app.UseCors("CorsPolicy");

In 3.0 it looks like you're supposed to explicitly attach the policy to an endpoint. You still need to specify app.UseCors() (without a policy just to enable it), and then add it to the controller mapping:

new (but doesn't work!)

app.UseCors(); // enable CORS

...

app.UseEndpoints(endpoints =>
{
    endpoints.MapControllers()
        .RequireCors("CorsPolicy");   // set a specific policy
});

However I had no luck getting that to work. Using the above combination netted me no CORS headers when accessing the app from a cross-domain (Angular Dev Server) site.

I had to go back to the original app.UseCors("CorsPolicy") to get CORS work…

This is a bit frustrating. The CORS documentation is very complex mainly because there are a number of combinations, and the fact that there seems to be some duplication and non-functionality of features seems odd.,

IHostingEnvironment to IWebHostEnvironment

Another minor modification due to the endpoint routing changes is that the Startup class now by default injects an IWebHostEnvironment instead of a more generic IHostEnvironment. The naming reflects Web specific features as well as some new functionality that's more specific to Web applications.

The change is a search and replace for IHostingEnvironment to IWebHostingEnvironment. This affects the startup class and any other places where you might be injecting the hosting environment. In my AlbumViewer I use the Hosting Environment to extract some status information about the application to be displayed in the about page as well as finding the Content and Web roots for the application for reading the intial album data file for import.

Entity Framework 3.0 Fail

The final migration bits are related to Entity Framework and here I ran into some serious issues that I couldn't resolve. In fact I ended up going back to EF Core 2.2 because EF Core 3.0 just didn't work correctly with the data I was working with even for a really simple use case.

The very specific scenario that was giving me trouble had to do with a simple list query that returns Albums and artists as a list of nested objects. Specifically in .NET Core 3.0 the list would fail to return the Artist record for any album where there are multiple albums for an Artist. First albumn for the artist shows, any subsequent Artist for albums by the same artist would return empty objects.

This is a pretty basic query over data:

public async Task<List<Album>> GetAllAlbums(int page = 0, int pageSize = 15)
{
    IQueryable<Album> albums = Context.Albums
        .Include(ctx => ctx.Tracks)
        .Include(ctx => ctx.Artist)
        .OrderBy(alb => alb.Title);

    if (page > 0)
    {
        albums = albums
                        .Skip((page - 1) * pageSize)
                        .Take(pageSize);
    }

    return await albums.ToListAsync();
}

Yet it fails. I couldn't find a workaround and an issue on GitHub is pending for this.

There were also changes in the way that child entities are handled in one to many relationships - whereas in previous versions you didn't have to explicitly have to Context.Add() new or Context.Update() existing entities when you added them to a loaded parent property collection, you now always have to explicit add, update and remove entities. This is perhaps more consistent as there can be scenarios where your entity may not have been loaded from the DB yet, and so adding wouldn't do anything, but still this is a breaking change that is likely to affect a lot of people because it worked previously. In my scenario I didn't have any places where this was an issue but in several other applications I did. This can be problematic because you won't see those breaks show up until runtime.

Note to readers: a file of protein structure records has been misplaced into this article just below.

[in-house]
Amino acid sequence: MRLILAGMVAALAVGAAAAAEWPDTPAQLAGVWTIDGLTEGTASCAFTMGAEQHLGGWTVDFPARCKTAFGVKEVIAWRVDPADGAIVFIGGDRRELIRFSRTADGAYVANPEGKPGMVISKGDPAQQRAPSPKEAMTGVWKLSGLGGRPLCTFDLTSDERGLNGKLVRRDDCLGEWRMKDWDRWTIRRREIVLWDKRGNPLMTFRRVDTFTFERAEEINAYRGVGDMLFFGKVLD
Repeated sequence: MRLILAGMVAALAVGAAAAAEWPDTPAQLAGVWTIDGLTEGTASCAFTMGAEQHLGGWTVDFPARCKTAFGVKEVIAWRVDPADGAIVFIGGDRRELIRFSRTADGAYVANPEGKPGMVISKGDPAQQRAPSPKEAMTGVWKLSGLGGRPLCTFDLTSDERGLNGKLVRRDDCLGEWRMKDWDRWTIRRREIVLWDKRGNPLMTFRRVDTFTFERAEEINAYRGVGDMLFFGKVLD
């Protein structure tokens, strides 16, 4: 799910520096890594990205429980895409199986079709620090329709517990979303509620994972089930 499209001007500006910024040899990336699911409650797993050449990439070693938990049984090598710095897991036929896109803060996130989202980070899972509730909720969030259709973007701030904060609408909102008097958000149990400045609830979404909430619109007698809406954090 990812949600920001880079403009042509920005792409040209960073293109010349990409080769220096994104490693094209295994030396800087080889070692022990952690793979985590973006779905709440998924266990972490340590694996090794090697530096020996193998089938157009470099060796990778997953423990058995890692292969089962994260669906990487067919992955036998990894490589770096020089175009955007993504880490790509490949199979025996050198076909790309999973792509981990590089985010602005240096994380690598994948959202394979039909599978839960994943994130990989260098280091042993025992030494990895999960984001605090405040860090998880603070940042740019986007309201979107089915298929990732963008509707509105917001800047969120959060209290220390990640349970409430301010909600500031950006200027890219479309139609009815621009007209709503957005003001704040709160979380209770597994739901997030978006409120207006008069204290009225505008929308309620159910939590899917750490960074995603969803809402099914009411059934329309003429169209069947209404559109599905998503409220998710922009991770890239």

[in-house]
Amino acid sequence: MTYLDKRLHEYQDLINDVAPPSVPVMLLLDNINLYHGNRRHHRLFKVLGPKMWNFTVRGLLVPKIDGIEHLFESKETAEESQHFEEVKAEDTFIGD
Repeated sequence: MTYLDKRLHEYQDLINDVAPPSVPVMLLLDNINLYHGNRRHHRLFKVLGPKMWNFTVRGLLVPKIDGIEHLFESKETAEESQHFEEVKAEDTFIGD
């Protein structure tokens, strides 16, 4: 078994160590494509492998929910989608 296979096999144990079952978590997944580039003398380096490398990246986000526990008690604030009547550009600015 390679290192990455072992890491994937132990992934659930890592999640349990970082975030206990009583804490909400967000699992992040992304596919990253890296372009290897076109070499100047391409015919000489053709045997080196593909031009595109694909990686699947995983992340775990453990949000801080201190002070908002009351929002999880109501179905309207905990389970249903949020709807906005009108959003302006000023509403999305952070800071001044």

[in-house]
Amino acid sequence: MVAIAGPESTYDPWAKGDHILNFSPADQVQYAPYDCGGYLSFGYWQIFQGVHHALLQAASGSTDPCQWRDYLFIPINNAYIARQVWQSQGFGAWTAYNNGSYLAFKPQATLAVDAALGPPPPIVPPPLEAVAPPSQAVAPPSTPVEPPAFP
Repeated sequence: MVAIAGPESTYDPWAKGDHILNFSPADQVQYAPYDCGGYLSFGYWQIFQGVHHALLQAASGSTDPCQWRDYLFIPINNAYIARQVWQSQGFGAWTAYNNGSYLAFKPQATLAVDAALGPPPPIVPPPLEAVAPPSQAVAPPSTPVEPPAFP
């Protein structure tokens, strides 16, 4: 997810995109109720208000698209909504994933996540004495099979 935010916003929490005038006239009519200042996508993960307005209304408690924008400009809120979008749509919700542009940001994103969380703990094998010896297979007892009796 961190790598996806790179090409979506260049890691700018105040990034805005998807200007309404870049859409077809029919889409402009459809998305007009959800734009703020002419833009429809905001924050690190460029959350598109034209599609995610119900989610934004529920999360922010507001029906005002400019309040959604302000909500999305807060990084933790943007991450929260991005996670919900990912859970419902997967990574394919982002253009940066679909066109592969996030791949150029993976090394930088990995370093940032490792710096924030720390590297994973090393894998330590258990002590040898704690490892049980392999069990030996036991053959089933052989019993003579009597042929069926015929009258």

Roll back to Entity Framework 2.2

The first problem above was a show stopper for me. I couldn't get past that issue, so I ended up rolling back to EF Core 2.2 which just worked properly returning the result set with its children as expected.

The good news is that EF Core 2.2.6 works just fine in .NET Core 3.0 applications - I didn't see any side effects due to old dependencies and existing functionality worked just fine with the 2.2.6 libraries. For now and for me at least I can't justify dealing with the issues in EF Core 3.0.

This is obvious not ideal, but until EF Core 3.0 can iron out some of these issues using 2.2 is the only way I can move forward for the moment.

EF Core Problems Continue

It's disheartening to see where EF Core is headed. This and previous releases removed features, changed a number of core behaviors, and apparently has a number of show stopper issues that as far as I can tell don't have a workaround. While I'm sure these initial release issues will get addressed quickly in patch releases, I do wonder how a bug like the child entity loading ever made it into production - this has to be a very common scenario that just about every application uses.

Database applications are at the core of the vast majority of applications that are built today, and having a solid data stack is a vital component of any application stack. EF Core seems barely able to fill that role. While there are better alternatives, they are not an easy sell with many customers due to the perception that EF comes from Microsoft and so that has to be the good enough solution. Only it shouldn't be the good enough data solution, it should be as kick ass as the rest of the .NET stack. It is not - it's been a real struggle to work with EF Core since the beginning and it's not really getting better as new versions are coming out.